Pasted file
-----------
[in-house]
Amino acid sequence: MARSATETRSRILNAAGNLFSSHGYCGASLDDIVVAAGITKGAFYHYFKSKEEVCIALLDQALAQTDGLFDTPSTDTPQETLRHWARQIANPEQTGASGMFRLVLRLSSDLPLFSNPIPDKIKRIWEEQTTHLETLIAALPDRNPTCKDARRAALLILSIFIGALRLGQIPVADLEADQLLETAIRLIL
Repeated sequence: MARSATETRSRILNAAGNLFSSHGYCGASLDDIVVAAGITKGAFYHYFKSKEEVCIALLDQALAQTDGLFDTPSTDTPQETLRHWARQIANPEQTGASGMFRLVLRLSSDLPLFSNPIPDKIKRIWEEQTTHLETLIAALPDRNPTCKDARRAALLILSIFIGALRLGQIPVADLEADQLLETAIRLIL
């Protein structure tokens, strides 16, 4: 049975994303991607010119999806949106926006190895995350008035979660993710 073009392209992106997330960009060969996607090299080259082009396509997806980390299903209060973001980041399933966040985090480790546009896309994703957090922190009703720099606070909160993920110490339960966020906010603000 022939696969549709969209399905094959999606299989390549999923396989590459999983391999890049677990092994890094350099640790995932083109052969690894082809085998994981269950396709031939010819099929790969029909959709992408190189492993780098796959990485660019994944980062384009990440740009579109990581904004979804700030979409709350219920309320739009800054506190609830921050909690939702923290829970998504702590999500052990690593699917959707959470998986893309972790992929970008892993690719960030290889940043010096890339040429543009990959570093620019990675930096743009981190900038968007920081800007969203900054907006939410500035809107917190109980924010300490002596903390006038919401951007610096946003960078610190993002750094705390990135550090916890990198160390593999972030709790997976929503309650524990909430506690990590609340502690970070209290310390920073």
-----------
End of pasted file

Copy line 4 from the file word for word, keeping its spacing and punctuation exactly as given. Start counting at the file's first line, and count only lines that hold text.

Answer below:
């Protein structure tokens, strides 16, 4: 049975994303991607010119999806949106926006190895995350008035979660993710 073009392209992106997330960009060969996607090299080259082009396509997806980390299903209060973001980041399933966040985090480790546009896309994703957090922190009703720099606070909160993920110490339960966020906010603000 022939696969549709969209399905094959999606299989390549999923396989590459999983391999890049677990092994890094350099640790995932083109052969690894082809085998994981269950396709031939010819099929790969029909959709992408190189492993780098796959990485660019994944980062384009990440740009579109990581904004979804700030979409709350219920309320739009800054506190609830921050909690939702923290829970998504702590999500052990690593699917959707959470998986893309972790992929970008892993690719960030290889940043010096890339040429543009990959570093620019990675930096743009981190900038968007920081800007969203900054907006939410500035809107917190109980924010300490002596903390006038919401951007610096946003960078610190993002750094705390990135550090916890990198160390593999972030709790997976929503309650524990909430506690990590609340502690970070209290310390920073």